The Creek, which (formerly) ran in the direction of this Street, was at one time, crossed by a wooden structure, the site of which, for a long time after its removal, was known as the Draw Bridge. The Creek was arched over, from Third to Walnut Street, at an early period; and in 1784, the arching over the Creek, extended to Spruce Street.

It was the intention of the Proprietor, to preserve a clear front, front Front Street, towards the river; and the first buildings, erected East of Front Street, were restricted to the height of the Bank, for the purpose of preserving an Exchange Walk; but further infractions having been committed, large blocks of buildings (without yards) were erected, and the narrow street, known as Water Street, was established.

By the Will of the late Stephen Girard, a fund has been established, for the improvement of Water Street, and the Eastern front of the City, to be designated, by the Title of "Delaware Avenue:" This (in time) will add much to the convenience, commercial importance, and beauty of the City.

The Streets, running East and West, with the exception of High (or Market) Street are named, from native trees. Beginning at the North; they are Vine, Sassafras, (or Race) Mulberry, (or Arch) High, (or Market) Chesnut, Walnut, Spruce, Pine, and Cedar (or South) streets; Union street, was not included, in the original Plan of the City; the same may also be said, of Decatur, North, and many other small streets.

Short Tours (Or Rides) Around Philadelphia

Almost every Avenue of the City, extending North and South, communicates with various roads, leading through improved Districts, in the immediate vicinity, affording delightful tours, for a few hours ride. On the North side, the villages of Frankford, Germantown, Manayunk, Francisville, Nicetown, the Settlements around Girard College, and the highly cultivated Districts, intervening, all give life and spirit, to the elegant scenery.

On the South, the highly cultivated garden spots, known as the Neck, the Naval Asylum, the Moyamensing Prison, Landdreth's celebrated Garden, the Navy Yard, in Southwark, the airy location of Point Breeze, the large Praries, at Penrose's Ferry, and the many beautiful roads, which meander, from river to river, renders this situation, extremely pleasant, for a short and healthy ride.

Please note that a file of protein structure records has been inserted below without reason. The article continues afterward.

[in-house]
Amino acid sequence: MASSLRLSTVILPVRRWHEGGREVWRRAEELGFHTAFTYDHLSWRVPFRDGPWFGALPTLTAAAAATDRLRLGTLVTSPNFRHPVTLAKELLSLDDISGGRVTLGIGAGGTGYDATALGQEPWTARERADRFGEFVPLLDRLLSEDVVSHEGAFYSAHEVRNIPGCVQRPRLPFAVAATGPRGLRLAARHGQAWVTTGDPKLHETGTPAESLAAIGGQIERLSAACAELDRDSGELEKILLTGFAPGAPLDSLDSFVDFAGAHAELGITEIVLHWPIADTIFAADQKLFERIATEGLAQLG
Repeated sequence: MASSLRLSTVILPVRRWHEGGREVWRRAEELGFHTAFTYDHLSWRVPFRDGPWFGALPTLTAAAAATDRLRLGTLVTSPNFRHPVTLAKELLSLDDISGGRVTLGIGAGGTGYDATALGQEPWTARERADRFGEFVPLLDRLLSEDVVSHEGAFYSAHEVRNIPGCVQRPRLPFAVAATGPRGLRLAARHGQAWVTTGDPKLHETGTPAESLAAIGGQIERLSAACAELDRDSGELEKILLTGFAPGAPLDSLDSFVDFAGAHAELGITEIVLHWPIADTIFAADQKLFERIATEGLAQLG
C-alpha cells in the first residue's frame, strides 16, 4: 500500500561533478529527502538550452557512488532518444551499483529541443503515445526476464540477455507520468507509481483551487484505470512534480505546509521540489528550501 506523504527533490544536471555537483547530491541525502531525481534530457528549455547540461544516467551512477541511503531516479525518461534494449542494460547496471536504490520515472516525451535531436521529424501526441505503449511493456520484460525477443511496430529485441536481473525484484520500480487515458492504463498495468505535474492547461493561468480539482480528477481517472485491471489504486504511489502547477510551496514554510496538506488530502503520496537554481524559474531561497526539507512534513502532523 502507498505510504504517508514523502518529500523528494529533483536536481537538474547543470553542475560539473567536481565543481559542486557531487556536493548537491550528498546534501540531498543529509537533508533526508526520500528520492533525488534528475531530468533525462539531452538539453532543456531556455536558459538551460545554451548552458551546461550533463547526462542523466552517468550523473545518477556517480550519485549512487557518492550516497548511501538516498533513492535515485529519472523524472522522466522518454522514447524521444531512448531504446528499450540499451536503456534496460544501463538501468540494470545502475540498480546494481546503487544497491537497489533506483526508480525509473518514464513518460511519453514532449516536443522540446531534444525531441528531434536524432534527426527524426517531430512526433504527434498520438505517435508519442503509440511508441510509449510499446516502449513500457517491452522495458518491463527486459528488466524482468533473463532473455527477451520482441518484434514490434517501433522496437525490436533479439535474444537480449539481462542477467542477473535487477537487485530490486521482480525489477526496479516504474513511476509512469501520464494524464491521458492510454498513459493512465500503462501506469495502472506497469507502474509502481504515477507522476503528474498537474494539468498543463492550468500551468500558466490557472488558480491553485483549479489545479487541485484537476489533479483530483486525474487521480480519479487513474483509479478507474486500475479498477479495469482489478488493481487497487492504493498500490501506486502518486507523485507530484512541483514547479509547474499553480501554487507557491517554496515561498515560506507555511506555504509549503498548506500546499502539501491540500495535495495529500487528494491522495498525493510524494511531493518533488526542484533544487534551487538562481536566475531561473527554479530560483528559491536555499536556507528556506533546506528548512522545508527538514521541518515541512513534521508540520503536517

On the West, Mantua Village, the improved and splendid Country Seats, on the West side of the Schuylkill River. Bartram's Botanical Garden, the Alms Houses, and the New Lunatic Hospital, &c. are objects that cannot fail, to gratify those, who ride out to take the fresh air, in the vicinity of this City.

On the East, the various neat Villages, immediately, on the River Delaware, in New Jersey, Camden, Kaighn's Point, Woodbury, deserve to be mentioned, as places of genteel and frequent resort, in the warm seasons of the year.

The delightful Villages, Towns, and Cities, of Trenton, Burlington, Bristol, Bordentown, &c. on the Northern section of this beautiful Country: And those of Wilmington, Chester, New Castle, Salem, &c. &c. &c. on the Southeast, afford great accommodations, by the Daily Lines of Steam Boats, and Rail Roads, as places for a temporary residence, of great convenience, to a City, like Philadelphia, daily increasing in wealth and population.

Number of Dwelling Houses and Stores, In the City

In 1683, the number of Dwelling Houses amounted to only 80.


In 1760, the dwellings, (and other buildings) numbered 3,060, and the inhabitants (at that time) exceeded 18,000.

In 1810, the buildings, stores, workshops, &c. of every kind, exceeded 32,000, of which, nearly 16,000, were occupied as dwelling houses.

In 1820, the 14 Wards of the City proper, contained 63,803 inhabitants; and in 1830, the same Wards, with the addition of Pine Ward, contained 80,513.

In 1839, (the present time) it is estimated, that the number of buildings, (of every description) exceeds 50,000.

History of Philadelphia


Source: A History of Philadelphia: With a Notice of Villages, in the Vicinity, Printed and published by Daniel Bowen, 1839